Larry Redhouse and his six siblings are all musicians. He and his brother play together in the Larry Redhouse Trio Band, sharing their music across the state.

Redhouse said he hasn’t always had a passion for music but has been around it since he was four years old. Now, 64, he’s been playing the piano for more than half his life. Redhouse taught himself to play the piano, despite his mom offering to teach him. He uses the Navajo culture he grew up around as an influence in what he writes and plays today.

Native American music is based on minor pentatonic scales and the reality is those scales are used a lot in blues and jazz, Redhouse said.

The band played at both the Cochise College Douglas and Sierra Vista campuses on Thursday, the final day of Indigenous Peoples month. Jessamyn Snider, co-coordinator of cultural events at Cochise College, says Redhouse visits the campus often for dance and musical performances.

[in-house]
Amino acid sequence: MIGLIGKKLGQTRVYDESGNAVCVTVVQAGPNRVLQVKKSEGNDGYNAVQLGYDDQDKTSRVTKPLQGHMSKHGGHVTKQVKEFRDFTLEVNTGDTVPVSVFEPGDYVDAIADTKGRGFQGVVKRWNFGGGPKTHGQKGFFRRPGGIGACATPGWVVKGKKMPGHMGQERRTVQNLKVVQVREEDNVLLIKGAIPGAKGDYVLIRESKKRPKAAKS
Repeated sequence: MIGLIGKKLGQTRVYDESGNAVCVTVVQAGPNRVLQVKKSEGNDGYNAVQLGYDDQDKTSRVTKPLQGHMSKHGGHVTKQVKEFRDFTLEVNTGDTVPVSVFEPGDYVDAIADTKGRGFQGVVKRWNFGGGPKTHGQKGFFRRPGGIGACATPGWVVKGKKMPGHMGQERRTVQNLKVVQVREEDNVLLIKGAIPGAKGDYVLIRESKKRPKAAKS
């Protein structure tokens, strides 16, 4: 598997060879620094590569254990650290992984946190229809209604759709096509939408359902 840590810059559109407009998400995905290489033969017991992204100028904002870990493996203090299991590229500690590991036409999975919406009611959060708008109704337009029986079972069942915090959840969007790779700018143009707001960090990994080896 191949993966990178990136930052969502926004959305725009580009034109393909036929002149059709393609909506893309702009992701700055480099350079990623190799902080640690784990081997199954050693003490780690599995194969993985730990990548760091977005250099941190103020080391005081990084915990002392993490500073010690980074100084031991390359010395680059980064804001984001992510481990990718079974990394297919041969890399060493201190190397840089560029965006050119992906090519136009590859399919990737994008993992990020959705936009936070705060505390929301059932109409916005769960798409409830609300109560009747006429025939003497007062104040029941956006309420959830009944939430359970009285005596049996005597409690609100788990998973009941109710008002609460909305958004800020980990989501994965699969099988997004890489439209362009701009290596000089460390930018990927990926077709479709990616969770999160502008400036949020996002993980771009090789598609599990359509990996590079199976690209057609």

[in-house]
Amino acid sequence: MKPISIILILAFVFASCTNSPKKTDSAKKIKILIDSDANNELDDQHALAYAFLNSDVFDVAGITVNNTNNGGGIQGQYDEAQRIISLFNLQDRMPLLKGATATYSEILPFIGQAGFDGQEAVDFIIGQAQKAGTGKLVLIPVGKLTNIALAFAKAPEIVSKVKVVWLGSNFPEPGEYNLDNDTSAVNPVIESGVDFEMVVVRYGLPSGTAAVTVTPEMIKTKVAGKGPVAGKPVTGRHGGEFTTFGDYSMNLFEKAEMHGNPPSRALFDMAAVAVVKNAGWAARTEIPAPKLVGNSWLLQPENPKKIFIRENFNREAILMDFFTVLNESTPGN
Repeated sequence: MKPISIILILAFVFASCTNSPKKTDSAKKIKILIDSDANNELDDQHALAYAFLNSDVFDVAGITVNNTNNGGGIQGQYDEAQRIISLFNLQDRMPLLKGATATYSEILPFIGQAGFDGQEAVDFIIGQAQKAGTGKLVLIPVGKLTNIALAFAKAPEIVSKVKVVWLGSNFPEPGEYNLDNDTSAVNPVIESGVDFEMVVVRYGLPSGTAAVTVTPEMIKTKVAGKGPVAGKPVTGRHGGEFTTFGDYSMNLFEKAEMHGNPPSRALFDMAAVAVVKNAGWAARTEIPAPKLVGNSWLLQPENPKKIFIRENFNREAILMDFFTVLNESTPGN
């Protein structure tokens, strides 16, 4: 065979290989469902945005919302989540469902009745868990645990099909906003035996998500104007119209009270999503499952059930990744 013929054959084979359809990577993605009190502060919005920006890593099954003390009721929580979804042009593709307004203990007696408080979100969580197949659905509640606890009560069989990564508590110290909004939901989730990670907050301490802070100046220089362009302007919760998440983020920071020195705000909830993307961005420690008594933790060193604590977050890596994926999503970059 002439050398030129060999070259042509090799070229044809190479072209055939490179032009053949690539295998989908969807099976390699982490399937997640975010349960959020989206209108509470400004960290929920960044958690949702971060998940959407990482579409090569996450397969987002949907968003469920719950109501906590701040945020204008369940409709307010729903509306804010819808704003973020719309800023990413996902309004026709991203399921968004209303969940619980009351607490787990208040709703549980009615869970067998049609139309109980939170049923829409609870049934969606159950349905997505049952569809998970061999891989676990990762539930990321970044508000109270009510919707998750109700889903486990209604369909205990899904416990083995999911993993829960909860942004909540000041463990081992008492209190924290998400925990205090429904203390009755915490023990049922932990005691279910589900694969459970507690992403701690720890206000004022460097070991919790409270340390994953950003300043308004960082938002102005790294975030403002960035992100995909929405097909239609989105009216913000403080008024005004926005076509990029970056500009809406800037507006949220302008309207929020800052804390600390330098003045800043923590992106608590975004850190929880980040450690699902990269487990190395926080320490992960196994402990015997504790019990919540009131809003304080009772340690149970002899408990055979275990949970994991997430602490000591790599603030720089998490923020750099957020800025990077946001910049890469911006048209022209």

Cochise College is fortunate to provide quality cultural events here on campus both here in Douglas and Sierra Vista so students can experience a diversity of perspectives without having to travel, she said.

Redhouse says it’s important for Native Americans to share their stories, culture and experience so their traditions continue and the public can learn about them.

Most cultures have a loud voice, but native Americans arent really heard,” he said. “I think its imperative that they are heard. Still my relatives in northern Arizona on the Navajo Rez, still a lot of them dont have electricity or running water.

Redhouse chooses to share his experiences and culture through musicbut not traditional tribal music. Redhouse found a passion for jazz at a young age and used some cultural elements in his particular style of jazz.

It kinda breaks the mold and opens peoples minds to different art forms,” he said “And to not just be stuck in very rigid and traditional sense.

Redhouse knows not everyone will pick up on his cultural references in his music, but he knows they are there, helping carry on traditions.

Thats incorporated in the music,” he said. “And the influences I got growing up from culture too, and Native American songs whether or not you hear in the musicits there.